18th November 2018
Spotlight on the latest statistics and initiatives as Road Safety Week 2018 arrives
Road safety is one of Trak Global Group’s primary aims and focusses, evident through our products including Carrot Insurance and Appy Fleet, and we eagerly anticipate the theme of each year’s Road Safety Week from Brake, arguably one of the UK’s leading campaign groups.
A perennial debate
Brake certainly works tirelessly to keep road users, cyclists, pedestrians and others safe, and with the advent of darker days a few weeks ago, the organisation publicly called on the government to adopt a Single/Double Summer Time (SDST) system to address recurring statistics1 showing that pedestrians in particular are immediately more vulnerable in darker evenings, seventeen more losing their lives a month after the clocks went back in October 2017. Brake also highlighted an estimated CO2 reduction of 447,000 tonnes annually by switching the UK to SDST.
Simple but ingenious
On the subject of pedestrians and cyclists, we were encouraged by seeing transport minister Jesse Norman promoting the government’s review of the Highway Code to include additional measures in order to keep cyclists safer. The ‘Dutch reach’ is a safety tip that our young driver brand Carrot Insurance has promoted on social media in recent times, with drivers using their left hand to open the door to maximise the chance of seeing a cyclist approaching from behind – guidance we’re delighted to see incorporated into the new Highway Code.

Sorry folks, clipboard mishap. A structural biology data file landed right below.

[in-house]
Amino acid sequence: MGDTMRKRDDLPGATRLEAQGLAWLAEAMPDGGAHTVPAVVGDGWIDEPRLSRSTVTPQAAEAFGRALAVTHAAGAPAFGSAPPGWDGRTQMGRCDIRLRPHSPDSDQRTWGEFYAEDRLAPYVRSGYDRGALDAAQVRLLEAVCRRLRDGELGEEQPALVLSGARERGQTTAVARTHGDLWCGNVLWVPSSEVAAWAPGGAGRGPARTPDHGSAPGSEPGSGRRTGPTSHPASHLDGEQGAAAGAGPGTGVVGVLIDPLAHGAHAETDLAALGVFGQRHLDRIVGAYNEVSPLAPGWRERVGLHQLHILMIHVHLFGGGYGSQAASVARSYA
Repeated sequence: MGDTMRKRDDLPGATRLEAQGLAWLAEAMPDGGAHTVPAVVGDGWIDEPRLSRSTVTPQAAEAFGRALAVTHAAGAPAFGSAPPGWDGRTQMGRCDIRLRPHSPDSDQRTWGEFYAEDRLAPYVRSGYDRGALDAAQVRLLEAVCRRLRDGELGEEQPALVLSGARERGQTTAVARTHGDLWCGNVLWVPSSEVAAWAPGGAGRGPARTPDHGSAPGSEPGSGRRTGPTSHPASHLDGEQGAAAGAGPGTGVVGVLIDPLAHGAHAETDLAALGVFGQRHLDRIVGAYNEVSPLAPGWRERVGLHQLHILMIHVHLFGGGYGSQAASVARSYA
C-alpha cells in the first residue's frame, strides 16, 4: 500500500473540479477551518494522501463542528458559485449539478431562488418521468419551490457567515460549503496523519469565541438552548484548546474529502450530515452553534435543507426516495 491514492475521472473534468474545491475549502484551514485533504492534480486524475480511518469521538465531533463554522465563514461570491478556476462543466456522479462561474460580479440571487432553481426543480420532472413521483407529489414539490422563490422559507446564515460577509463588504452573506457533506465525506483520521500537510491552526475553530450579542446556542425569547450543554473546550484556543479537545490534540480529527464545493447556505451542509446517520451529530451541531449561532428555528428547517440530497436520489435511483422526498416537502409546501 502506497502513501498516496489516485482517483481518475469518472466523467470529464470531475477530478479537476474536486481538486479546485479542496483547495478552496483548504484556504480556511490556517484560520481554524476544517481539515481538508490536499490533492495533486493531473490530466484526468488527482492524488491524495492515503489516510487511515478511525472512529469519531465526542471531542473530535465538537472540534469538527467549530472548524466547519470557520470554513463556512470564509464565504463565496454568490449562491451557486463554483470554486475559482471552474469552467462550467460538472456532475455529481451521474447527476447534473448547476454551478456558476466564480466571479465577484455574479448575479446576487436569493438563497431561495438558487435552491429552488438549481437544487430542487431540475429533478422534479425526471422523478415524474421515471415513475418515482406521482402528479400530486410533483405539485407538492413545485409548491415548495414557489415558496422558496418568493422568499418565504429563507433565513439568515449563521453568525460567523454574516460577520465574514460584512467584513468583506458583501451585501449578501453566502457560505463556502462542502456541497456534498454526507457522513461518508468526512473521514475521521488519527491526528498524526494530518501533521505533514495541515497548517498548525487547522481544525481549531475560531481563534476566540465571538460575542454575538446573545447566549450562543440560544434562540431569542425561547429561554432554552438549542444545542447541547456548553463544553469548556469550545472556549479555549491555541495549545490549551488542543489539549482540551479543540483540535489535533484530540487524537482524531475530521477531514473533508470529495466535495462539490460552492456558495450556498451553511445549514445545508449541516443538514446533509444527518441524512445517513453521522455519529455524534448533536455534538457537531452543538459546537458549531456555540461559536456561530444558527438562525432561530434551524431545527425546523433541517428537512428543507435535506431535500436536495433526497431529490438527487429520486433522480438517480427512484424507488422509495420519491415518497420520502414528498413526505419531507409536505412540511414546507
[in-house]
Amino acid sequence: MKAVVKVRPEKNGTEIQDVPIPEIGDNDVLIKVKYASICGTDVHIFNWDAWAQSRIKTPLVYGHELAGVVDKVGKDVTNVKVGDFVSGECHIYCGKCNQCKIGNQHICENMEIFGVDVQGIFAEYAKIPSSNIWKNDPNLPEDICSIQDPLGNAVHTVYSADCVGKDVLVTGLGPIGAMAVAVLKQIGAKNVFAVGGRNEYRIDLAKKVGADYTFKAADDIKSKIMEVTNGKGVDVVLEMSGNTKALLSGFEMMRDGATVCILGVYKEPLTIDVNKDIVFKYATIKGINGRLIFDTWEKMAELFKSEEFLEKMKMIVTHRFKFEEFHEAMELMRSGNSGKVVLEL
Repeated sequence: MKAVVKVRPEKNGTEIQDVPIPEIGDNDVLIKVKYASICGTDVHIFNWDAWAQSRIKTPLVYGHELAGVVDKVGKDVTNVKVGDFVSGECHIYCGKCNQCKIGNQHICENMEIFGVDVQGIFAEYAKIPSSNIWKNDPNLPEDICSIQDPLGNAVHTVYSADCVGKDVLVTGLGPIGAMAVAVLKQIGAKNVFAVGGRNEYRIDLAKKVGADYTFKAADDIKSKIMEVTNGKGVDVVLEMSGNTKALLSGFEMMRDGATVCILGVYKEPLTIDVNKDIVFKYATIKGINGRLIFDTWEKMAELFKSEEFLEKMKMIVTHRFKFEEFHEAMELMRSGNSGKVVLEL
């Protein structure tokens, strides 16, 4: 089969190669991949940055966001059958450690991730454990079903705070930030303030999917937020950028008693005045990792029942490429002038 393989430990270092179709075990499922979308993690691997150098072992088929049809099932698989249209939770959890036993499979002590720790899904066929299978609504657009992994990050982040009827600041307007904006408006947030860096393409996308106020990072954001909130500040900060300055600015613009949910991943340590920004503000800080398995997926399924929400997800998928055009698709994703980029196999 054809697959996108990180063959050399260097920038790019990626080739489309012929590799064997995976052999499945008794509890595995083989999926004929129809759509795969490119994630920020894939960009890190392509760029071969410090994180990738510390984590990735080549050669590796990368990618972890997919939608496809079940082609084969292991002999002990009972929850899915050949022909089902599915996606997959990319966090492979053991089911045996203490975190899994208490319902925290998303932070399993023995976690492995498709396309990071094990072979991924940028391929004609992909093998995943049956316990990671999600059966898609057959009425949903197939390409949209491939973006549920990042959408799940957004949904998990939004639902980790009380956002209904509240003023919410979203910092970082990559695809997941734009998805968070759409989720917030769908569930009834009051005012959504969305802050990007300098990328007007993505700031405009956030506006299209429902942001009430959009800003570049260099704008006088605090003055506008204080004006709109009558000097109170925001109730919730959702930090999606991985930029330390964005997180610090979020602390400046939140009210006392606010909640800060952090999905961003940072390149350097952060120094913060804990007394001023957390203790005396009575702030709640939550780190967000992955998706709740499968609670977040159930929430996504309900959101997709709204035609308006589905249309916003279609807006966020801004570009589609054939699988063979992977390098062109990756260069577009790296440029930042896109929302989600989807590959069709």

An integrated approach to safety
Speaking to Fleet News2, Jesse Norman explained that “cycling and walking are increasingly being understood as crucial parts of an integrated approach to issues of health, obesity, air quality and town and city planning. But this will only happen if people feel safe on the roads” and it’s unarguable that significant steps from the government along with a raft of local initiatives helping cyclists and pedestrians will certainly encourage a healthier UK.
A serious matter
On the 14th of this month, Brake ran a free webinar on drink and drug-driving, aimed at fleet managers, road safety professionals and employers. The charity’s senior fleet officer Sarah Plumb described driving under the influence of such substances to be ‘one of the biggest killers on our roads’. We agree wholeheartedly with her comment that employers and fleet managers have a legal duty of care to educate their at-work drivers of the dangers, at a time when more than 25,000 drivers, many on work journeys, are arrested each year for drug-driving3.
The importance of alertness
Figures from the AA Charitable Trust came as great concern earlier this month4, with 13% of the 20,561 drivers surveyed admitting to having dozed off while driving – a statistic that eclipses the government’s official findings from 2016 which estimated that falling asleep behind the wheel contributes to up to 25% of fatal RTAs. It was encouraging to see the AA Charitable Trust launch a video campaign warning motorists of these dangers, including the hard-hitting fact that a car can travel the length of a football pitch even if the driver’s eyes are closed for merely a few seconds. Thirty-three percent of the respondents blamed journey monotony for feeling excessively tired behind the wheel, and it is perhaps plausible to moot the idea that the seemingly endless sections of 50mph motorway roadworks zones could be a contributing factor.